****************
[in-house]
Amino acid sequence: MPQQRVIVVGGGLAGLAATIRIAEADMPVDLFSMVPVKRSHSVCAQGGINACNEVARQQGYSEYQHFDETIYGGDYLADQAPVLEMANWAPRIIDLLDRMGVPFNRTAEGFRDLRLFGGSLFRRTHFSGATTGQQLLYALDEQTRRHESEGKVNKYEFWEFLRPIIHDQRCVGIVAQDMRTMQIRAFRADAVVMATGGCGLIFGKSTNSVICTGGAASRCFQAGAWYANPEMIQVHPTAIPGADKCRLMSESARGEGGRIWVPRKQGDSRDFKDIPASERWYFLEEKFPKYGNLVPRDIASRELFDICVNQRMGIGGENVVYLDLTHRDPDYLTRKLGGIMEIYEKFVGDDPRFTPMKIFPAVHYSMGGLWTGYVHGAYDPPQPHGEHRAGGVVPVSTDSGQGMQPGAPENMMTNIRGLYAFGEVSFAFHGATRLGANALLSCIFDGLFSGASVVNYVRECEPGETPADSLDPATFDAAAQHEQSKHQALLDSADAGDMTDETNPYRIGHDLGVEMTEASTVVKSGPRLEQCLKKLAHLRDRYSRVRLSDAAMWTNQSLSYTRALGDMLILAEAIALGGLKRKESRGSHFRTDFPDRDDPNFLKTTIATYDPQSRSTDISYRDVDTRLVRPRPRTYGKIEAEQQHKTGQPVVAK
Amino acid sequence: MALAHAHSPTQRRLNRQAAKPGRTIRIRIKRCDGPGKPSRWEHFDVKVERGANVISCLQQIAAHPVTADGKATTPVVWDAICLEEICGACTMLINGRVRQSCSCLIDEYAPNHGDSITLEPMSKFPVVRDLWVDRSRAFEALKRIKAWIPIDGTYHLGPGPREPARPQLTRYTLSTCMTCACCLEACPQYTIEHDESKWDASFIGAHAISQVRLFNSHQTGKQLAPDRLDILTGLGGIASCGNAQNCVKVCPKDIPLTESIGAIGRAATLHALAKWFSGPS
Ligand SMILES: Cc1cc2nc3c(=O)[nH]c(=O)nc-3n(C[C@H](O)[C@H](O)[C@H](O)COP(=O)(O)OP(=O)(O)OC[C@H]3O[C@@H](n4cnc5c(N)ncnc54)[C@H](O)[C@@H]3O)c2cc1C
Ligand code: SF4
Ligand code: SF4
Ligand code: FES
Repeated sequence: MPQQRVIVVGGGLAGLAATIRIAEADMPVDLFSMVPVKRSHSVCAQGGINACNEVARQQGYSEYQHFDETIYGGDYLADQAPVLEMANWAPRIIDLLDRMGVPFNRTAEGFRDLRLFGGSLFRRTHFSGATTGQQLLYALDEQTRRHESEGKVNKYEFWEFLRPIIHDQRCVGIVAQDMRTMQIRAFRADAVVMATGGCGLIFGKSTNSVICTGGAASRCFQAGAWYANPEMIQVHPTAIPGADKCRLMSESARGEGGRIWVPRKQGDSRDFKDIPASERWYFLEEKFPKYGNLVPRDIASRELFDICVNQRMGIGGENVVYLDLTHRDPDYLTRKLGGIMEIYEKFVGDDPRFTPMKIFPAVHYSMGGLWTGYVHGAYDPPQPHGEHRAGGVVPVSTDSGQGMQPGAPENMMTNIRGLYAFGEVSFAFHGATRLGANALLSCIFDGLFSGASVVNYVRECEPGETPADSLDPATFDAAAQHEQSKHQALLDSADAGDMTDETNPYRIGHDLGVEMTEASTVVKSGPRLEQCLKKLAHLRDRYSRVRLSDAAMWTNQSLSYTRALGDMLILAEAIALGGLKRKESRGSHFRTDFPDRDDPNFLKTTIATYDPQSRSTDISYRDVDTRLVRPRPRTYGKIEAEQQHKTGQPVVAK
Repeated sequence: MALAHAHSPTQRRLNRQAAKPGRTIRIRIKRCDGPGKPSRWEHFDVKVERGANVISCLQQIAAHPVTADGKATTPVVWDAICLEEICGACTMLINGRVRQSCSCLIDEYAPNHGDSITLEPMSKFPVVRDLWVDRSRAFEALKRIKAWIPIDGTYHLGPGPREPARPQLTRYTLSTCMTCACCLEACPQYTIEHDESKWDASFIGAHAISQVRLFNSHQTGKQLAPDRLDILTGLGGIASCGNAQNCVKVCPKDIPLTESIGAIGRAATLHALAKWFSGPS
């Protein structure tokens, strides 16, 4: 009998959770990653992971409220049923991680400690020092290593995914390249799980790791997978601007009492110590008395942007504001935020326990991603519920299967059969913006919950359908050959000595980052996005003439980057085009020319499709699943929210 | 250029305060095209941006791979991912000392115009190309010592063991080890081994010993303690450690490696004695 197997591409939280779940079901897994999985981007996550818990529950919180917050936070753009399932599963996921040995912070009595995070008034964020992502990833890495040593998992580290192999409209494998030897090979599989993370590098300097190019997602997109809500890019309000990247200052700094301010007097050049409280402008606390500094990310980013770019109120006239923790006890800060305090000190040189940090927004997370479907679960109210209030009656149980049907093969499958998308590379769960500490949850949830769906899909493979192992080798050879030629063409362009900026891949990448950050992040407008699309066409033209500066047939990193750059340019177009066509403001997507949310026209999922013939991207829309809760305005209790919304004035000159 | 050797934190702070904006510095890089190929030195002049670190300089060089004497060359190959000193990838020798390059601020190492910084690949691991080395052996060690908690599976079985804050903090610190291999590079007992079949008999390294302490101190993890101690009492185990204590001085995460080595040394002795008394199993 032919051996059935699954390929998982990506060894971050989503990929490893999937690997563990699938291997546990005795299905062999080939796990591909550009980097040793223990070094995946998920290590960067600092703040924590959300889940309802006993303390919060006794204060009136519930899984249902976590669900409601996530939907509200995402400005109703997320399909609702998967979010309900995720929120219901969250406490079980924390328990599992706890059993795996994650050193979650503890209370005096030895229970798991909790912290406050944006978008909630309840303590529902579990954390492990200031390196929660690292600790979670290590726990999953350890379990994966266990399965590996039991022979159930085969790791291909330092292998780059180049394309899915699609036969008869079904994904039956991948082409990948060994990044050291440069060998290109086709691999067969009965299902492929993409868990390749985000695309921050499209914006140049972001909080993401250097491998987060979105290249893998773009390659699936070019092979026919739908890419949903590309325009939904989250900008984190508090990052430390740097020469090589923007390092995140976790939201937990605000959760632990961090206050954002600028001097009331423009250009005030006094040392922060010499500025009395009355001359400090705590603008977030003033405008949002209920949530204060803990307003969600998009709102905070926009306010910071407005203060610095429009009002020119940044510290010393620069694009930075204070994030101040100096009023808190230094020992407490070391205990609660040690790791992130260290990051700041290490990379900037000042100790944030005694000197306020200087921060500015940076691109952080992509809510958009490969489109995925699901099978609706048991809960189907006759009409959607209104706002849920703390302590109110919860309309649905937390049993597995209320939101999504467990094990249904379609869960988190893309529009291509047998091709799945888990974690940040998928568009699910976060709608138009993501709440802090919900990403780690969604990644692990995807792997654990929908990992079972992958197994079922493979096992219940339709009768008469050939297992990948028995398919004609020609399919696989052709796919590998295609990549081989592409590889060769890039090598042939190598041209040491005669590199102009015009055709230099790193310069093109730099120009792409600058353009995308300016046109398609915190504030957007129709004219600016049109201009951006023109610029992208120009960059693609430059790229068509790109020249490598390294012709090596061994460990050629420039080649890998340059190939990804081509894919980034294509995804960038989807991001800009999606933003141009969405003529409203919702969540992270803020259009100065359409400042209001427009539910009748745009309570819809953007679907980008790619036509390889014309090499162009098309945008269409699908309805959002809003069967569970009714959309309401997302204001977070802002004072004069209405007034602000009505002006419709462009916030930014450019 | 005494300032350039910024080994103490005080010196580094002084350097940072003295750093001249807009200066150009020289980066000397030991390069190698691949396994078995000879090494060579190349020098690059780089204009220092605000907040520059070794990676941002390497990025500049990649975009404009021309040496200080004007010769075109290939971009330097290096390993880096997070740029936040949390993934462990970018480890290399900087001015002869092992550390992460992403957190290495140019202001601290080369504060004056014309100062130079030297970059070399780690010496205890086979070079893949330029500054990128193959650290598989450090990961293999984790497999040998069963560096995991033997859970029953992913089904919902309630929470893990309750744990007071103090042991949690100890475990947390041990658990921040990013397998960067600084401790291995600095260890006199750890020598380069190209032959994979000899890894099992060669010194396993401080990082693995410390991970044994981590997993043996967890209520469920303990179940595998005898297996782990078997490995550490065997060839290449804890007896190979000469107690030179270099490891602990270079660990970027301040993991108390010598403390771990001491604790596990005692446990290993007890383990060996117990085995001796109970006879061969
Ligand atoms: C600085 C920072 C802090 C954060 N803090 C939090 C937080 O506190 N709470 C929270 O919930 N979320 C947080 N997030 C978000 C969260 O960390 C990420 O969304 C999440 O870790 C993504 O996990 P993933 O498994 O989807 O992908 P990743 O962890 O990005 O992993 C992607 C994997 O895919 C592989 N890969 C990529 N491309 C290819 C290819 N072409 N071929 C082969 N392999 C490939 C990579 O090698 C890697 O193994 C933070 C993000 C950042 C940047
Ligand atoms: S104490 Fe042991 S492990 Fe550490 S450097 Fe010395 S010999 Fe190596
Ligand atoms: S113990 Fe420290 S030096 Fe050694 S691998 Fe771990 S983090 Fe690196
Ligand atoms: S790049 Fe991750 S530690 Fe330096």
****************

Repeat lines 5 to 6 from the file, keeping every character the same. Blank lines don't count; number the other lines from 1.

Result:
Ligand code: SF4
Ligand code: SF4